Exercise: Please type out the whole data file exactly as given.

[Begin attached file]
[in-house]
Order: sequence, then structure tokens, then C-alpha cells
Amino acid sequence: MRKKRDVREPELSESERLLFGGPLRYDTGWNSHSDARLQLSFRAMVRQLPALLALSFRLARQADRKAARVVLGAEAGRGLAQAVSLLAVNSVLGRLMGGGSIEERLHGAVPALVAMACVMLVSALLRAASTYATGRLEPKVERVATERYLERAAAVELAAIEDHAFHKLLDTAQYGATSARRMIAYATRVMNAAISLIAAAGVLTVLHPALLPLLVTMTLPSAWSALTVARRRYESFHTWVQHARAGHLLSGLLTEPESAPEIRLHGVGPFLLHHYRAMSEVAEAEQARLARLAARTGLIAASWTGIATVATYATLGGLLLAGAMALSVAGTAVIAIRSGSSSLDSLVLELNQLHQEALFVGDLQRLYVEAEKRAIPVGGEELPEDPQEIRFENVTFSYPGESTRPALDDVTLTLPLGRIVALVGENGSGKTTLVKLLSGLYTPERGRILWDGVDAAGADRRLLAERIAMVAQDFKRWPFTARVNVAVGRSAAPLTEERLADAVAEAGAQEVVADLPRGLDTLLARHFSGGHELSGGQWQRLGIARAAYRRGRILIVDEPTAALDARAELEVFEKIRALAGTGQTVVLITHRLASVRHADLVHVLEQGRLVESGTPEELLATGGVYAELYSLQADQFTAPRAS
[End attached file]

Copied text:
[in-house]
Order: sequence, then structure tokens, then C-alpha cells
Amino acid sequence: MRKKRDVREPELSESERLLFGGPLRYDTGWNSHSDARLQLSFRAMVRQLPALLALSFRLARQADRKAARVVLGAEAGRGLAQAVSLLAVNSVLGRLMGGGSIEERLHGAVPALVAMACVMLVSALLRAASTYATGRLEPKVERVATERYLERAAAVELAAIEDHAFHKLLDTAQYGATSARRMIAYATRVMNAAISLIAAAGVLTVLHPALLPLLVTMTLPSAWSALTVARRRYESFHTWVQHARAGHLLSGLLTEPESAPEIRLHGVGPFLLHHYRAMSEVAEAEQARLARLAARTGLIAASWTGIATVATYATLGGLLLAGAMALSVAGTAVIAIRSGSSSLDSLVLELNQLHQEALFVGDLQRLYVEAEKRAIPVGGEELPEDPQEIRFENVTFSYPGESTRPALDDVTLTLPLGRIVALVGENGSGKTTLVKLLSGLYTPERGRILWDGVDAAGADRRLLAERIAMVAQDFKRWPFTARVNVAVGRSAAPLTEERLADAVAEAGAQEVVADLPRGLDTLLARHFSGGHELSGGQWQRLGIARAAYRRGRILIVDEPTAALDARAELEVFEKIRALAGTGQTVVLITHRLASVRHADLVHVLEQGRLVESGTPEELLATGGVYAELYSLQADQFTAPRAS